The results highlight the high stakes game of chicken that investors are playing by staying fully invested at this time
(PRWEB) August 22, 2017
A new research study conducted by leading financial publisher, Investormint, shows that the potential for a stock market crash is higher over the next 10 weeks than at any other time this decade if history is to be believed.
A team of research analysts examined the magnitude and duration of stock market crashes since 1900 and uncovered a mysterious pattern of major declines. “The results highlight the high stakes game of chicken that investors are playing by staying fully invested at this time”, said George Windsor, Editor-In-Chief at Investormint.
The study highlights that major stock market crashes took place in seven of the ten decades last century. And the trend continued in the first decade of this century when the market peaked in 2007 before hitting its final lows in March of 2009.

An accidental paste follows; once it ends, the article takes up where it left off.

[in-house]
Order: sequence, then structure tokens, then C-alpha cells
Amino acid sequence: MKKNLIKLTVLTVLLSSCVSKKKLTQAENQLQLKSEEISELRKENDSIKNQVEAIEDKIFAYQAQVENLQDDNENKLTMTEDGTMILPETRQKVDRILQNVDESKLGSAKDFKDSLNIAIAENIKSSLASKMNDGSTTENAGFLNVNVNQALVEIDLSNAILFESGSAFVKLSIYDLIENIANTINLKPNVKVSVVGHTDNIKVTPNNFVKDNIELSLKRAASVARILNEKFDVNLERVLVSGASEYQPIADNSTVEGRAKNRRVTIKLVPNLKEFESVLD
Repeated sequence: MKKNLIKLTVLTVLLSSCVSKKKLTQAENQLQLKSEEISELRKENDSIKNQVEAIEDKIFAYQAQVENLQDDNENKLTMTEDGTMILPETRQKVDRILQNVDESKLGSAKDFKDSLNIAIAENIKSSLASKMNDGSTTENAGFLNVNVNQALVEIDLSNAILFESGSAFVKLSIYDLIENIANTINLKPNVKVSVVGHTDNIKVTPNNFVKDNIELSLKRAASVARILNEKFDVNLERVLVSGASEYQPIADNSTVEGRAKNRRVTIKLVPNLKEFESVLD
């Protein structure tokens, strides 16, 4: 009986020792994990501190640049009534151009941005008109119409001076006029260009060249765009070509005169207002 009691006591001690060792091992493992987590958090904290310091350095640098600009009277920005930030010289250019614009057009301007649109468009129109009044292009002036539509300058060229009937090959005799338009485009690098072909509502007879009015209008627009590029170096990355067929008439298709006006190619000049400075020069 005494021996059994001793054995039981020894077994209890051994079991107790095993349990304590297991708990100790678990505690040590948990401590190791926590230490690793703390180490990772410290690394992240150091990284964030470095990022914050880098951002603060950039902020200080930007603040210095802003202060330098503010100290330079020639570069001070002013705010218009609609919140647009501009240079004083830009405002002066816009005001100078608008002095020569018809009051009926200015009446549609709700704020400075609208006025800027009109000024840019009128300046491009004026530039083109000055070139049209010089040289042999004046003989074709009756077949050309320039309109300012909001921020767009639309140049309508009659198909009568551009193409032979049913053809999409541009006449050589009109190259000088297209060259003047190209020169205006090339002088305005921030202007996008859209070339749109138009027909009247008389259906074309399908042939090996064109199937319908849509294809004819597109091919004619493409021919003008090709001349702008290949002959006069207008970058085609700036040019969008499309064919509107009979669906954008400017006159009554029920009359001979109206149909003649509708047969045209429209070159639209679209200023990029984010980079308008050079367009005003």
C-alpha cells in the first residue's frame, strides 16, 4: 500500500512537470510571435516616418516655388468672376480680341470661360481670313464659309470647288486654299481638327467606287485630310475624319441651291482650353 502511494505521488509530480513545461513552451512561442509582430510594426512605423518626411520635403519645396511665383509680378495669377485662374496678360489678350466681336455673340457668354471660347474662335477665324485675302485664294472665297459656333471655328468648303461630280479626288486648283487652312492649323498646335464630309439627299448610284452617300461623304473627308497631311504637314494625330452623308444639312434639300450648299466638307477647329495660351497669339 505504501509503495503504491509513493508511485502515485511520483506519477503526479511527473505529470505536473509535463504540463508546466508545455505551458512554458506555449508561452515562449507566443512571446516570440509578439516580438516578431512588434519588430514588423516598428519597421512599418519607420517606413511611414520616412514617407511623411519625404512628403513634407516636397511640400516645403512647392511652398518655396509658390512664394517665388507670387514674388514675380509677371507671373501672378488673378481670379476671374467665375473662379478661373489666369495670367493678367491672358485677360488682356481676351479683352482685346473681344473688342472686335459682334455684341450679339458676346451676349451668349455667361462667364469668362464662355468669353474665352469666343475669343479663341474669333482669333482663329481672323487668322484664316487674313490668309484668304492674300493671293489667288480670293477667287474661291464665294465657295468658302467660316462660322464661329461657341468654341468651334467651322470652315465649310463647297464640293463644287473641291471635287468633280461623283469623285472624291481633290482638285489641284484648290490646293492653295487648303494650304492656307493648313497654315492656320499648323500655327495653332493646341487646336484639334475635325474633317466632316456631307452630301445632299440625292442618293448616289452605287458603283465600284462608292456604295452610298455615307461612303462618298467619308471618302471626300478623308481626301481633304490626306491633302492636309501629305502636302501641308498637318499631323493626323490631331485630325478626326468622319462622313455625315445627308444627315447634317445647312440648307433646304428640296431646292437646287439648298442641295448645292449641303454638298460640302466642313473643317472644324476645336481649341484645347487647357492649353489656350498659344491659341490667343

Shockingly, the stock market has not escaped a major market crash in a single decade since 1900. For investors, who have enjoyed the longest bull run in history since 2009, this fact should come as a sobering reality that the next few years may be a lot more tumultuous than the past few.
In the years 1907, 1917, 1937, 1947, 1957, 1987 and 1997, the stock market began or continued major price declines. In many instances, pullbacks led to crashes of approximately 50%. An equivalent stock market crash today would wipe approximately 11,000 points off the Dow Jones Industrial Average and 3,150 points off the NASDAQ.
Perhaps even more disconcerting for those fully invested and long the market is how many of those crashes continued or began in the month of October. From the Banker’s Panic in 1907 through to the 2007 stock market peak, October has featured no less than seven times as a month of gloom and doom.
Although history doesn’t always repeat, it often does rhyme in the stock markets, and so the takeaway for fully invested individuals is clear: the next 10 weeks of this year is historically the period of greatest weakness in this entire decade.